2012 was the first year since 1969 that All My Children did not air. As Jordi Vilasuso told me last week on Soap Central Live, "That's wrong." And he's right.
As you probably have read, it's looking like 2013 will be the year that All My Children returns. Money is in place. Deals with various unions have been inked. Actors are signing on to reprise their iconic roles. The rest of the details are still scarce, and some of the information that I know about Prospect Park's plans for All My Children are things that I can't yet reveal.
Before we start talking about what all of this means and begin to focus on future storylines, let's take a look back at everything that has gone down over the past two years. I mean, there's no sense in putting the cart before the horse -- at least until my next column.
In April 2011, ABC announced in very small print in a press release, that All My Children and One Life to Life would head off into the sunset. Both shows, it was said, were too expensive to produce, and television viewers were said to no longer be interested in shows that didn't teach them something. According to then-ABC Daytime president Brian Frons, people wanted to learn how to cook lots of tasty food -- and then, in the next hour, find out how to drop the pounds they'd put on by watching all of the cooking demonstrations on The Show That Shall Not Be Named. This Revolution was televised -- it just turned out that no one wanted to watch it.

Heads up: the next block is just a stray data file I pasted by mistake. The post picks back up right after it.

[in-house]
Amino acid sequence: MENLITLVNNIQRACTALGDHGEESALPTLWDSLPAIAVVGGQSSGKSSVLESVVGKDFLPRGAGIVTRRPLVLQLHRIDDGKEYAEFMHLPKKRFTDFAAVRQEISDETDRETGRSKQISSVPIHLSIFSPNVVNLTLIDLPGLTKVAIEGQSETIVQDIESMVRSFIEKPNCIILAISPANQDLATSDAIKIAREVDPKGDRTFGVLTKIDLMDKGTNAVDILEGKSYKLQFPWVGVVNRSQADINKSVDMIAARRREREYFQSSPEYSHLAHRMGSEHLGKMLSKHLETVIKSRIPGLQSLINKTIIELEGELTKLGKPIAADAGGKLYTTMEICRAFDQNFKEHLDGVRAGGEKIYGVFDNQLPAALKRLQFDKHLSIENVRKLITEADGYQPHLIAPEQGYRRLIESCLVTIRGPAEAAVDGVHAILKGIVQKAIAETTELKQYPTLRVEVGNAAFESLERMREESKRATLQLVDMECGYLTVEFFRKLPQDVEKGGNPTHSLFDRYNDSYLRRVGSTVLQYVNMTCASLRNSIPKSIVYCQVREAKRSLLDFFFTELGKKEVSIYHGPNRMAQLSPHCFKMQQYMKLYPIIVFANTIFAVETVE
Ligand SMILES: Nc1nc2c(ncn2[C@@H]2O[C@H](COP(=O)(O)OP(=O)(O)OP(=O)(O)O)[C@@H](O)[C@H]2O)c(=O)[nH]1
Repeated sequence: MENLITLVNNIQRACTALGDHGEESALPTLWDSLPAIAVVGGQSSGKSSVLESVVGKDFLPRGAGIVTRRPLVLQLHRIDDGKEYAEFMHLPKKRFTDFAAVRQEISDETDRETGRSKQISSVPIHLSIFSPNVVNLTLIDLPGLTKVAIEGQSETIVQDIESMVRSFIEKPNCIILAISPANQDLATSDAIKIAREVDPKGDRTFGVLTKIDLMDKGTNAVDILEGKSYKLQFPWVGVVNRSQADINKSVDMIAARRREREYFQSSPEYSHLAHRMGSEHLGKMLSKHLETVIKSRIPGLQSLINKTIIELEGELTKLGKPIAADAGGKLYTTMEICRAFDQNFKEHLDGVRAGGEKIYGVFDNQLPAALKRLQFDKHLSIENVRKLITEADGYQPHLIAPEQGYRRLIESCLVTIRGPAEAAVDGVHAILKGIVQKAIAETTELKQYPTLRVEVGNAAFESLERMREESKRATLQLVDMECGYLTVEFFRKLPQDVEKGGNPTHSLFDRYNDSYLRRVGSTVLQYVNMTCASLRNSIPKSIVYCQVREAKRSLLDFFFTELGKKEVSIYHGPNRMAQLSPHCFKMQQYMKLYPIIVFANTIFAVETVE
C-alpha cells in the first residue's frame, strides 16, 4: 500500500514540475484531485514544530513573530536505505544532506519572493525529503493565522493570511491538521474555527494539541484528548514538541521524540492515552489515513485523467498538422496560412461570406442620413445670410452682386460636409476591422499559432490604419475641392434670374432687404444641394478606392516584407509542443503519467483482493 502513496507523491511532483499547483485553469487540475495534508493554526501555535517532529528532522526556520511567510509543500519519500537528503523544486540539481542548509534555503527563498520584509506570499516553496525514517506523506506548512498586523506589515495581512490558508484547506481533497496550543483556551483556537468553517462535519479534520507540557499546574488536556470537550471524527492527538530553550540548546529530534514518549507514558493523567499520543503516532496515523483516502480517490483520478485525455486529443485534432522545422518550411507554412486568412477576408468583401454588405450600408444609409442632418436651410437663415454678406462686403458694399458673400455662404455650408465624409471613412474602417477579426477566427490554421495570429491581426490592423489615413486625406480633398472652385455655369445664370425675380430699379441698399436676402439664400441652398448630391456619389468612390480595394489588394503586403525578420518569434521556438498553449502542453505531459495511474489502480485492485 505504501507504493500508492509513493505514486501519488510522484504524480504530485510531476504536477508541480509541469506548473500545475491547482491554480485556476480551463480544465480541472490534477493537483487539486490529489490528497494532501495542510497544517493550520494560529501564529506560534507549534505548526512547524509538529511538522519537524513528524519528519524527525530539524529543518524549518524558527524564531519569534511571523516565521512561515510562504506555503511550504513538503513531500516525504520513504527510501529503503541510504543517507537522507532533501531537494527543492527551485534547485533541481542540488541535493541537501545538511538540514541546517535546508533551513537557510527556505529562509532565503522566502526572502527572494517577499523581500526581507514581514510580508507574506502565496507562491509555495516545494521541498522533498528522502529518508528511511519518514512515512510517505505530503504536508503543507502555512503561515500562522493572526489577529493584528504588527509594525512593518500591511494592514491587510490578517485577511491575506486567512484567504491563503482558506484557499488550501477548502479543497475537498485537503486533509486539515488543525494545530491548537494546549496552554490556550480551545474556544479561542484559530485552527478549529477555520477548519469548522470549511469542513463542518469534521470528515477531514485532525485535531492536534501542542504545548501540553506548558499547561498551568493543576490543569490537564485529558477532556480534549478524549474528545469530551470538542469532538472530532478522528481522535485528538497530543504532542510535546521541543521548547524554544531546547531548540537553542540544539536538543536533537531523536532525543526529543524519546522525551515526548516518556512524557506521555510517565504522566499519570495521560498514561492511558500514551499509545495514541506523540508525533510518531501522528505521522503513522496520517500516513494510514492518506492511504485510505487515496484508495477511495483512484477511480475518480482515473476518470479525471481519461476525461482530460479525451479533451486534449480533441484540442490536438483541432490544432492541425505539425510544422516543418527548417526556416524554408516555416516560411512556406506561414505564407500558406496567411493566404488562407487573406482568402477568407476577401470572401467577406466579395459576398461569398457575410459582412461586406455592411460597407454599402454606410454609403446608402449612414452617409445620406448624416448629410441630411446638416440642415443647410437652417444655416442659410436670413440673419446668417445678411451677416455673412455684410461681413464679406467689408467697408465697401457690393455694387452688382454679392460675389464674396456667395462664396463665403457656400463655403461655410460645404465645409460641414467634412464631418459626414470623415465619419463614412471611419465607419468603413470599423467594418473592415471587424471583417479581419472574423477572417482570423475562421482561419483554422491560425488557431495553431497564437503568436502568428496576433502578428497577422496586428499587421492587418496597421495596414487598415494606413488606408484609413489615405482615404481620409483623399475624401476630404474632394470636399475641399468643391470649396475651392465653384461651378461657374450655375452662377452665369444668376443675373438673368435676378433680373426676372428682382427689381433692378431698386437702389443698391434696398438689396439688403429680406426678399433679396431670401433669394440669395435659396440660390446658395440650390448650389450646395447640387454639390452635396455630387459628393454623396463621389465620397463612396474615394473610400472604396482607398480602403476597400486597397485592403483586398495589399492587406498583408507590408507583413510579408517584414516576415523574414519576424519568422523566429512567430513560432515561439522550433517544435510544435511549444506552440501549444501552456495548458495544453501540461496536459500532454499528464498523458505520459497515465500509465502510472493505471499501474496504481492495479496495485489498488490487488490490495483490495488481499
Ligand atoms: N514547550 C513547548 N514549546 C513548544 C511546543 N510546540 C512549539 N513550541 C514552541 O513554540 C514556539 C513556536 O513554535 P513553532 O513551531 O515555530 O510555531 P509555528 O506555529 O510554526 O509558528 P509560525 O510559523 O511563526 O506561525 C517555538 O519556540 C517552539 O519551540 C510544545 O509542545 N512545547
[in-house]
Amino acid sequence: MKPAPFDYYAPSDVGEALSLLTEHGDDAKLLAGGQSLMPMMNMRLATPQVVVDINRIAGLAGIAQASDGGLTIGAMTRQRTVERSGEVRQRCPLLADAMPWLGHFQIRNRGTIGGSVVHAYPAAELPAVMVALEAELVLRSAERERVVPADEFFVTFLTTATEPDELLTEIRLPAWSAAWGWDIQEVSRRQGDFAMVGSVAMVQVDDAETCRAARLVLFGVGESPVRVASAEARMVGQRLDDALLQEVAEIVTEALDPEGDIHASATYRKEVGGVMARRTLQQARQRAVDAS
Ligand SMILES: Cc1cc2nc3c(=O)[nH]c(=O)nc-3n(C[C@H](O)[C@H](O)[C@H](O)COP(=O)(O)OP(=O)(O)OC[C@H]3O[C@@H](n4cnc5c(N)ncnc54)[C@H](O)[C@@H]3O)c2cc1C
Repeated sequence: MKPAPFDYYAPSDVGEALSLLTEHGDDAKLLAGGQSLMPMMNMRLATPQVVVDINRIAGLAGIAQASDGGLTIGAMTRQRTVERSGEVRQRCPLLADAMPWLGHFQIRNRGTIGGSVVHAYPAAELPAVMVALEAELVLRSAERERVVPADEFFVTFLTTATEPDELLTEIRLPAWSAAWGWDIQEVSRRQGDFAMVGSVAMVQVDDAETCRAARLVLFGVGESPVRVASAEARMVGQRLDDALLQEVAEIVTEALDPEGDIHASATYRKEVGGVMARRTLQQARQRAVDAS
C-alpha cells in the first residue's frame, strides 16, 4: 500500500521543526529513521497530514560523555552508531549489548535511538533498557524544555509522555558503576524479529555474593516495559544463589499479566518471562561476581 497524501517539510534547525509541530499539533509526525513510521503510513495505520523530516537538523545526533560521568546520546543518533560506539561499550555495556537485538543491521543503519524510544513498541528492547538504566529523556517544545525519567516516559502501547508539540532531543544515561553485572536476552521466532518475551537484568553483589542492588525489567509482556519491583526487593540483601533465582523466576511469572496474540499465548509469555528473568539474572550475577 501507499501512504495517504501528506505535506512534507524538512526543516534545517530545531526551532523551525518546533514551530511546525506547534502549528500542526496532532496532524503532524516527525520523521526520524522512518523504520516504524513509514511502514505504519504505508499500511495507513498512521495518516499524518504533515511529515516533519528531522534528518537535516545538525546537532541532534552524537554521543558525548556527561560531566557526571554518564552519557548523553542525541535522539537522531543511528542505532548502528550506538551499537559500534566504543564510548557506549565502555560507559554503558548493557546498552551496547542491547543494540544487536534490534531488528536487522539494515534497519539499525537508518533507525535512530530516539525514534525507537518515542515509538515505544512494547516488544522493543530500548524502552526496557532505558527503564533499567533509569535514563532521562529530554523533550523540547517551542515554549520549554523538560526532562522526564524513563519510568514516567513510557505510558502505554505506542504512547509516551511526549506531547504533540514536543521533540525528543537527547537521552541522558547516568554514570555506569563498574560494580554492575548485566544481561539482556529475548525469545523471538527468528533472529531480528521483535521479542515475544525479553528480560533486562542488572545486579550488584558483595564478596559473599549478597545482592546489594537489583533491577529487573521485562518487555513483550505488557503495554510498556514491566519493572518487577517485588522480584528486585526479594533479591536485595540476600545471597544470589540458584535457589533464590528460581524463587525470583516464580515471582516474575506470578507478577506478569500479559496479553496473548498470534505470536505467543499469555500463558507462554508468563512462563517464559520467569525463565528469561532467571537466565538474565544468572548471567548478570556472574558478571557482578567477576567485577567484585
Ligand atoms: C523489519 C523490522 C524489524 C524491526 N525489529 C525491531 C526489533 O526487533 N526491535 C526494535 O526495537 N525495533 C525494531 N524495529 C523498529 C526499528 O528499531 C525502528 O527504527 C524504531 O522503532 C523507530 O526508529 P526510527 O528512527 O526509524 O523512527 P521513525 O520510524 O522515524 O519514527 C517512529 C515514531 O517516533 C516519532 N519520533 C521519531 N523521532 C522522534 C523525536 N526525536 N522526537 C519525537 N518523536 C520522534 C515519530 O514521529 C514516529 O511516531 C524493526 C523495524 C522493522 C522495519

In the wake ABC's announcement, fans mobilized. They were furious that ABC had canceled two of the crown jewels in its television lineup. There were protests and rallies; email campaigns targeted sponsors who advertised during ABC's daytime lineup; phone calls were placed to other networks about picking up the soaps... even Oprah was inundated with messages from fans wanting the soaps to be saved. And as Oprah so sagely noted about the soaps, "the time has come for [them] to be over" because there was no longer "a dime left to be made" on soaps.
There are, however, apparently lots of dimes to be made from a former mob boss who has opened a dog-grooming parlor. That's the next big show on the OWN network.
Then after fans were shunned by the Queen of Media, a company that most soap fans had probably never heard of, Prospect Park, stepped up to secure the rights to AMC and OLTL. There was grandiose talk that AMC and OLTL could be transitioned seamlessly to the Internet without missing a beat. It was going to provide a glimpse into the future of television broadcasting. Some fans were ecstatic, while others were skeptical.
Episodes were rewritten. Endings were changed. Then, just before Thanksgiving 2011, Prospect Park announced that it would have to shelve its plans to relaunch the two soaps. There were "issues" with various unions and financing. The ultimate cliffhanger became just a shot in the dark. Soap fans were devastated; this was the second time in about six months that their beloved soaps were once again ripped away from them.